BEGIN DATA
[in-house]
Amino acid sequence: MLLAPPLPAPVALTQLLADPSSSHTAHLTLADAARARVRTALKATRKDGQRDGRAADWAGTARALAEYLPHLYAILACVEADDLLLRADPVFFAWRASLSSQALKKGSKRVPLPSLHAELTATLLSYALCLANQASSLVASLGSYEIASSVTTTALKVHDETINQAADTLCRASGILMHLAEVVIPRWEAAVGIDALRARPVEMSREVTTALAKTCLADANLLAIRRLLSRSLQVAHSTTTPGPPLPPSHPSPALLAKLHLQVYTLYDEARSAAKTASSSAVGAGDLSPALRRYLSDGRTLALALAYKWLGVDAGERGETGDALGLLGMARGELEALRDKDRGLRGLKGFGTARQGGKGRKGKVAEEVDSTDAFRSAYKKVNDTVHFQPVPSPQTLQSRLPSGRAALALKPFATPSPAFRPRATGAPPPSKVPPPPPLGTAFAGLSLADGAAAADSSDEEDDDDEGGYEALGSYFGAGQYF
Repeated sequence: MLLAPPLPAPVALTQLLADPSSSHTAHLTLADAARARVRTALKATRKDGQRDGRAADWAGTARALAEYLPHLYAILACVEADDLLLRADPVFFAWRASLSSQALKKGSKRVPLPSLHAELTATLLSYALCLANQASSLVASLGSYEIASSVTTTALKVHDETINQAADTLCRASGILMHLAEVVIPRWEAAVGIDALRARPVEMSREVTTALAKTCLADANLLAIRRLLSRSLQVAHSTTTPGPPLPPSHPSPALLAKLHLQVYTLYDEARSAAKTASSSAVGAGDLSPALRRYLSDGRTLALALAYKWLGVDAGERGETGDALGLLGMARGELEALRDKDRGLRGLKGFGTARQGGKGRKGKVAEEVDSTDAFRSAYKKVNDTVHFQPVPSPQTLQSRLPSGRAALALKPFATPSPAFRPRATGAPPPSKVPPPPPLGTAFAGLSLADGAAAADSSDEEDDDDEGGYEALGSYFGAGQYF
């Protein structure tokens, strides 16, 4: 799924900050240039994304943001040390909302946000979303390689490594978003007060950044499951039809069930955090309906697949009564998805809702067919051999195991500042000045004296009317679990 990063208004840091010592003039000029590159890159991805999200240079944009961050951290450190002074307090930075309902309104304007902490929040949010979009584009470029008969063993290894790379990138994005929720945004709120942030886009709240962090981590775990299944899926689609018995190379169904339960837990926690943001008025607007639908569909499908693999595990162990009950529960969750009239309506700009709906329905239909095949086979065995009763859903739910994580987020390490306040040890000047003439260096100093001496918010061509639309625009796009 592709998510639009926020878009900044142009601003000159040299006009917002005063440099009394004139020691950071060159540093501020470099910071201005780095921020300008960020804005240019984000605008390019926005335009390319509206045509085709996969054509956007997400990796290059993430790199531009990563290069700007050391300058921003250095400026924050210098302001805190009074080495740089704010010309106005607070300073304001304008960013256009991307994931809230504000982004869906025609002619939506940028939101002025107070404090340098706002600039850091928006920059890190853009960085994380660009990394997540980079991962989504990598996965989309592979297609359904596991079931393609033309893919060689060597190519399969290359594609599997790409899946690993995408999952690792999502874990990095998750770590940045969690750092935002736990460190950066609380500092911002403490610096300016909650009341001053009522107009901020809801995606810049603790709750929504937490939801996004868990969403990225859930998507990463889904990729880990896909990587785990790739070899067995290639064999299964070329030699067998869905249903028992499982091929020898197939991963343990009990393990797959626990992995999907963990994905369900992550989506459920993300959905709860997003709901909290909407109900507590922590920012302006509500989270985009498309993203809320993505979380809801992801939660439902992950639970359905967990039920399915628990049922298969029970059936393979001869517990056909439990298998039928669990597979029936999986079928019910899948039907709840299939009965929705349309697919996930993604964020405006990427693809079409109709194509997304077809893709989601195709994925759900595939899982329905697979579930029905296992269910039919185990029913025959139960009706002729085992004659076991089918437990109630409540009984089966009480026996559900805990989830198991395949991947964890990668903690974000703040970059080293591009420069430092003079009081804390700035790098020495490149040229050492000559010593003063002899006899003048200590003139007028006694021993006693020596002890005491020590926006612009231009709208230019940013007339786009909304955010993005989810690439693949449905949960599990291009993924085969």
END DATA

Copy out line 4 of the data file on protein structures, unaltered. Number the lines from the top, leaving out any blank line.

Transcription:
């Protein structure tokens, strides 16, 4: 799924900050240039994304943001040390909302946000979303390689490594978003007060950044499951039809069930955090309906697949009564998805809702067919051999195991500042000045004296009317679990 990063208004840091010592003039000029590159890159991805999200240079944009961050951290450190002074307090930075309902309104304007902490929040949010979009584009470029008969063993290894790379990138994005929720945004709120942030886009709240962090981590775990299944899926689609018995190379169904339960837990926690943001008025607007639908569909499908693999595990162990009950529960969750009239309506700009709906329905239909095949086979065995009763859903739910994580987020390490306040040890000047003439260096100093001496918010061509639309625009796009 592709998510639009926020878009900044142009601003000159040299006009917002005063440099009394004139020691950071060159540093501020470099910071201005780095921020300008960020804005240019984000605008390019926005335009390319509206045509085709996969054509956007997400990796290059993430790199531009990563290069700007050391300058921003250095400026924050210098302001805190009074080495740089704010010309106005607070300073304001304008960013256009991307994931809230504000982004869906025609002619939506940028939101002025107070404090340098706002600039850091928006920059890190853009960085994380660009990394997540980079991962989504990598996965989309592979297609359904596991079931393609033309893919060689060597190519399969290359594609599997790409899946690993995408999952690792999502874990990095998750770590940045969690750092935002736990460190950066609380500092911002403490610096300016909650009341001053009522107009901020809801995606810049603790709750929504937490939801996004868990969403990225859930998507990463889904990729880990896909990587785990790739070899067995290639064999299964070329030699067998869905249903028992499982091929020898197939991963343990009990393990797959626990992995999907963990994905369900992550989506459920993300959905709860997003709901909290909407109900507590922590920012302006509500989270985009498309993203809320993505979380809801992801939660439902992950639970359905967990039920399915628990049922298969029970059936393979001869517990056909439990298998039928669990597979029936999986079928019910899948039907709840299939009965929705349309697919996930993604964020405006990427693809079409109709194509997304077809893709989601195709994925759900595939899982329905697979579930029905296992269910039919185990029913025959139960009706002729085992004659076991089918437990109630409540009984089966009480026996559900805990989830198991395949991947964890990668903690974000703040970059080293591009420069430092003079009081804390700035790098020495490149040229050492000559010593003063002899006899003048200590003139007028006694021993006693020596002890005491020590926006612009231009709208230019940013007339786009909304955010993005989810690439693949449905949960599990291009993924085969």